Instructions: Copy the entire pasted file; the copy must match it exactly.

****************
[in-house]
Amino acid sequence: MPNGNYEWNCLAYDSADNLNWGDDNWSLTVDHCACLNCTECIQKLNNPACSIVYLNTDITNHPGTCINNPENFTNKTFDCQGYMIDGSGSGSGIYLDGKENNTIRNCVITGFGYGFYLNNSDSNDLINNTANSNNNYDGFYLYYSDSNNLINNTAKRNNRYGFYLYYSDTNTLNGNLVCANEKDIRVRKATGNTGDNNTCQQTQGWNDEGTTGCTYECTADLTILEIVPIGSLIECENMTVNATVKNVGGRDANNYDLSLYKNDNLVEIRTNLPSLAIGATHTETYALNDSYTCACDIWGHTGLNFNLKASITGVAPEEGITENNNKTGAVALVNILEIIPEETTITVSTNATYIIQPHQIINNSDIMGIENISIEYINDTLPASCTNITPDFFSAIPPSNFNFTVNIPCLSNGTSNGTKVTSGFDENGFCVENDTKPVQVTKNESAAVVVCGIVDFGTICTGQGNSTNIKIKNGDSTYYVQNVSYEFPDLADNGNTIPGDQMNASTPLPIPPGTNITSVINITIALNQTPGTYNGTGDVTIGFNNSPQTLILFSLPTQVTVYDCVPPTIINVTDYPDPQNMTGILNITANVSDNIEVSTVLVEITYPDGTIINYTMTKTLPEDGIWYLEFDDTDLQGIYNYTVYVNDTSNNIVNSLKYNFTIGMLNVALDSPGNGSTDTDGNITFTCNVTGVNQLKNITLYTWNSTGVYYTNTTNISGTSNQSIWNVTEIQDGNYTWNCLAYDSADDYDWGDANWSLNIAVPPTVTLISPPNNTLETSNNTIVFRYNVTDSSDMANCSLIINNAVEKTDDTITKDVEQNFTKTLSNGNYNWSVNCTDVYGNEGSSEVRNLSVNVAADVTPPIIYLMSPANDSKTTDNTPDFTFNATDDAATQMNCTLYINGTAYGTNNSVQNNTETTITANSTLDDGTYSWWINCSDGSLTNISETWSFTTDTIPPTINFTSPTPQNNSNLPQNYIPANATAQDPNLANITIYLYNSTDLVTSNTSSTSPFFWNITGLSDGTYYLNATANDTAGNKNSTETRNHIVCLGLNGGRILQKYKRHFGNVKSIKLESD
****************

[in-house]
Amino acid sequence: MPNGNYEWNCLAYDSADNLNWGDDNWSLTVDHCACLNCTECIQKLNNPACSIVYLNTDITNHPGTCINNPENFTNKTFDCQGYMIDGSGSGSGIYLDGKENNTIRNCVITGFGYGFYLNNSDSNDLINNTANSNNNYDGFYLYYSDSNNLINNTAKRNNRYGFYLYYSDTNTLNGNLVCANEKDIRVRKATGNTGDNNTCQQTQGWNDEGTTGCTYECTADLTILEIVPIGSLIECENMTVNATVKNVGGRDANNYDLSLYKNDNLVEIRTNLPSLAIGATHTETYALNDSYTCACDIWGHTGLNFNLKASITGVAPEEGITENNNKTGAVALVNILEIIPEETTITVSTNATYIIQPHQIINNSDIMGIENISIEYINDTLPASCTNITPDFFSAIPPSNFNFTVNIPCLSNGTSNGTKVTSGFDENGFCVENDTKPVQVTKNESAAVVVCGIVDFGTICTGQGNSTNIKIKNGDSTYYVQNVSYEFPDLADNGNTIPGDQMNASTPLPIPPGTNITSVINITIALNQTPGTYNGTGDVTIGFNNSPQTLILFSLPTQVTVYDCVPPTIINVTDYPDPQNMTGILNITANVSDNIEVSTVLVEITYPDGTIINYTMTKTLPEDGIWYLEFDDTDLQGIYNYTVYVNDTSNNIVNSLKYNFTIGMLNVALDSPGNGSTDTDGNITFTCNVTGVNQLKNITLYTWNSTGVYYTNTTNISGTSNQSIWNVTEIQDGNYTWNCLAYDSADDYDWGDANWSLNIAVPPTVTLISPPNNTLETSNNTIVFRYNVTDSSDMANCSLIINNAVEKTDDTITKDVEQNFTKTLSNGNYNWSVNCTDVYGNEGSSEVRNLSVNVAADVTPPIIYLMSPANDSKTTDNTPDFTFNATDDAATQMNCTLYINGTAYGTNNSVQNNTETTITANSTLDDGTYSWWINCSDGSLTNISETWSFTTDTIPPTINFTSPTPQNNSNLPQNYIPANATAQDPNLANITIYLYNSTDLVTSNTSSTSPFFWNITGLSDGTYYLNATANDTAGNKNSTETRNHIVCLGLNGGRILQKYKRHFGNVKSIKLESD